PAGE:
NCI founded the series in 1991 as the Smoking and Tobacco Control Monograph series. It provides comprehensive scientific reviews of tobacco use, treatment, and prevention topics to inform the work of researchers, clinicians, and public health practitioners to reduce cancer morbidity and mortality.
“We found that high rates of tobacco treatment reach and engagement can be achieved in oncology clinics treating cancer patients who smoke,” Fiore said. “There’s no one-size-fits all approach to treat cancer patients who smoke. But a team approach—including clinicians, IT staff, clinic administrators, rooming staff, and often nurses and pharmacists—can get the job done.”
The researchers cited the Cancer Center Cessation Initiative (C3I), led by UW as part of the NCI Cancer Moonshot Initiative, for best practices on how to incorporate tobacco treatment into oncology care, including:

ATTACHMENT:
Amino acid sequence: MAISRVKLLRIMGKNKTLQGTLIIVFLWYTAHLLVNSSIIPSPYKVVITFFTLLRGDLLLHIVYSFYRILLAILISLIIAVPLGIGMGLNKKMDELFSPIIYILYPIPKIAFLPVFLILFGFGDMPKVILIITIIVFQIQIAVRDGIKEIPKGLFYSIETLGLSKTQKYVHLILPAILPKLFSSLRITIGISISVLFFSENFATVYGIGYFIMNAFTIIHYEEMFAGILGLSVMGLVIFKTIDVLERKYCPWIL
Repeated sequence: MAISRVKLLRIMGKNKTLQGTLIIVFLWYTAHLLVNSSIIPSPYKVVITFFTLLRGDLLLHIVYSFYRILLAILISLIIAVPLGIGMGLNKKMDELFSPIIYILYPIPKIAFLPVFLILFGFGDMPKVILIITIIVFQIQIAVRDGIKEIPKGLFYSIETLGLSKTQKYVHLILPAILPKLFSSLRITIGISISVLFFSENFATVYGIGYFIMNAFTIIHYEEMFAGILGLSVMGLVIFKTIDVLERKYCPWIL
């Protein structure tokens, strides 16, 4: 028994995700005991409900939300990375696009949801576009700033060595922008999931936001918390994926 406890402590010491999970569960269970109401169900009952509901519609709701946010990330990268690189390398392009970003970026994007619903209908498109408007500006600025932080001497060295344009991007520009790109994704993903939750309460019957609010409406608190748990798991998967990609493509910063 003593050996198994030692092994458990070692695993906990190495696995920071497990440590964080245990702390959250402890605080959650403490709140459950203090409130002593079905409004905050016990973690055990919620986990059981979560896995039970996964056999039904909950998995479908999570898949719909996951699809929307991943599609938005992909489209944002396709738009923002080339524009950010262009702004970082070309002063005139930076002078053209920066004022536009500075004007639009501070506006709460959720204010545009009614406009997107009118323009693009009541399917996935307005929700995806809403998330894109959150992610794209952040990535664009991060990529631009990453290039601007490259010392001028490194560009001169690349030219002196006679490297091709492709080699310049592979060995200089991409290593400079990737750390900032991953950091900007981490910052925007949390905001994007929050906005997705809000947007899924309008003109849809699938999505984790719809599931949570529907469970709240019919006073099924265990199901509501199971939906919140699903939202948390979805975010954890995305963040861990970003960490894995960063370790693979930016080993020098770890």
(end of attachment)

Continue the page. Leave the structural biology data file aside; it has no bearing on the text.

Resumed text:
- View tobacco cessation as an essential component of cancer care, just as one would view surgery, radiation, and chemotherapy/immunotherapy.
- Leverage electronic health records to identify oncology patients who smoke and offer to help them quit.
- Deliver evidence-based quit-smoking treatment to every patient who smokes and is diagnosed with cancer.
“C3I has proven this can be done with more than 76,000 oncology patients,” Fiore said. “The next challenge is to disseminate these best practices across the country to help more cancer patients break free from addiction and live longer, healthier lives.”
The scientific editorial committee for this new 23rd edition were Baker, Fiore, Dr. Anne Joseph, Dr. Monica Webb Hooper, and Dr. Gordon Willis.